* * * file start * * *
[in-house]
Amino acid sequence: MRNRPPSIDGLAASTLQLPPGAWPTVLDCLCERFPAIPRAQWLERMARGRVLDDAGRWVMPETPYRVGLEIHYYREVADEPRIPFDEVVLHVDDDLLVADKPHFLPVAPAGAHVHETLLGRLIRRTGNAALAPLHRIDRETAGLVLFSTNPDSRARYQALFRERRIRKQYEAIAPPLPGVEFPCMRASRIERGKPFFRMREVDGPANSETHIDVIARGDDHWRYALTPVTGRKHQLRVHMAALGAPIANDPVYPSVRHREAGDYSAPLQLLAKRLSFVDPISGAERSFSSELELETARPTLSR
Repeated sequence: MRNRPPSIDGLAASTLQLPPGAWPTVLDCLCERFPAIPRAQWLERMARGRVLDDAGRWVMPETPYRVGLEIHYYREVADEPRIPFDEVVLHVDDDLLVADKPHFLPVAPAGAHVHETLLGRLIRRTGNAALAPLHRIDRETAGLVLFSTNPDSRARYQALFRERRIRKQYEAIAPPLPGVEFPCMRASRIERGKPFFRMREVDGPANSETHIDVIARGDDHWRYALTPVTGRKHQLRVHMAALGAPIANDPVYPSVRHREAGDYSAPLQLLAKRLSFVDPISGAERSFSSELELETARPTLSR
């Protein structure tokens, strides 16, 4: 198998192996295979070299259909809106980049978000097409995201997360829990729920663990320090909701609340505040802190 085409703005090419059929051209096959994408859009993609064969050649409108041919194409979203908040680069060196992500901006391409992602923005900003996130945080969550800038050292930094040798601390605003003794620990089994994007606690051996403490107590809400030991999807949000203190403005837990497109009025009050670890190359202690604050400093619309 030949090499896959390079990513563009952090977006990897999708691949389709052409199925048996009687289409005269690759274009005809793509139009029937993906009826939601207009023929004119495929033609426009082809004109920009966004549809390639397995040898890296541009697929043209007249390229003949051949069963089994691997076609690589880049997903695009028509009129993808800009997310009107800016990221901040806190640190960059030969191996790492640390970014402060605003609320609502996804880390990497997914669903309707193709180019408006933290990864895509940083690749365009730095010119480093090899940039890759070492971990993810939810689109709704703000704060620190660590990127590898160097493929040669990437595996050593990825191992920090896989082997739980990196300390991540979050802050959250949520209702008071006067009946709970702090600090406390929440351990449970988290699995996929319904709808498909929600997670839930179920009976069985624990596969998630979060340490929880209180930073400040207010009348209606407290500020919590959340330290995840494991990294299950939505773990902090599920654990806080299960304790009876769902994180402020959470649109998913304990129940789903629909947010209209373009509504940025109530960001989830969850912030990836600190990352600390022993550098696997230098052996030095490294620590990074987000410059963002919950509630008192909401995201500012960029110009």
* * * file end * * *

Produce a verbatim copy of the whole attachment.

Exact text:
[in-house]
Amino acid sequence: MRNRPPSIDGLAASTLQLPPGAWPTVLDCLCERFPAIPRAQWLERMARGRVLDDAGRWVMPETPYRVGLEIHYYREVADEPRIPFDEVVLHVDDDLLVADKPHFLPVAPAGAHVHETLLGRLIRRTGNAALAPLHRIDRETAGLVLFSTNPDSRARYQALFRERRIRKQYEAIAPPLPGVEFPCMRASRIERGKPFFRMREVDGPANSETHIDVIARGDDHWRYALTPVTGRKHQLRVHMAALGAPIANDPVYPSVRHREAGDYSAPLQLLAKRLSFVDPISGAERSFSSELELETARPTLSR
Repeated sequence: MRNRPPSIDGLAASTLQLPPGAWPTVLDCLCERFPAIPRAQWLERMARGRVLDDAGRWVMPETPYRVGLEIHYYREVADEPRIPFDEVVLHVDDDLLVADKPHFLPVAPAGAHVHETLLGRLIRRTGNAALAPLHRIDRETAGLVLFSTNPDSRARYQALFRERRIRKQYEAIAPPLPGVEFPCMRASRIERGKPFFRMREVDGPANSETHIDVIARGDDHWRYALTPVTGRKHQLRVHMAALGAPIANDPVYPSVRHREAGDYSAPLQLLAKRLSFVDPISGAERSFSSELELETARPTLSR
């Protein structure tokens, strides 16, 4: 198998192996295979070299259909809106980049978000097409995201997360829990729920663990320090909701609340505040802190 085409703005090419059929051209096959994408859009993609064969050649409108041919194409979203908040680069060196992500901006391409992602923005900003996130945080969550800038050292930094040798601390605003003794620990089994994007606690051996403490107590809400030991999807949000203190403005837990497109009025009050670890190359202690604050400093619309 030949090499896959390079990513563009952090977006990897999708691949389709052409199925048996009687289409005269690759274009005809793509139009029937993906009826939601207009023929004119495929033609426009082809004109920009966004549809390639397995040898890296541009697929043209007249390229003949051949069963089994691997076609690589880049997903695009028509009129993808800009997310009107800016990221901040806190640190960059030969191996790492640390970014402060605003609320609502996804880390990497997914669903309707193709180019408006933290990864895509940083690749365009730095010119480093090899940039890759070492971990993810939810689109709704703000704060620190660590990127590898160097493929040669990437595996050593990825191992920090896989082997739980990196300390991540979050802050959250949520209702008071006067009946709970702090600090406390929440351990449970988290699995996929319904709808498909929600997670839930179920009976069985624990596969998630979060340490929880209180930073400040207010009348209606407290500020919590959340330290995840494991990294299950939505773990902090599920654990806080299960304790009876769902994180402020959470649109998913304990129940789903629909947010209209373009509504940025109530960001989830969850912030990836600190990352600390022993550098696997230098052996030095490294620590990074987000410059963002919950509630008192909401995201500012960029110009």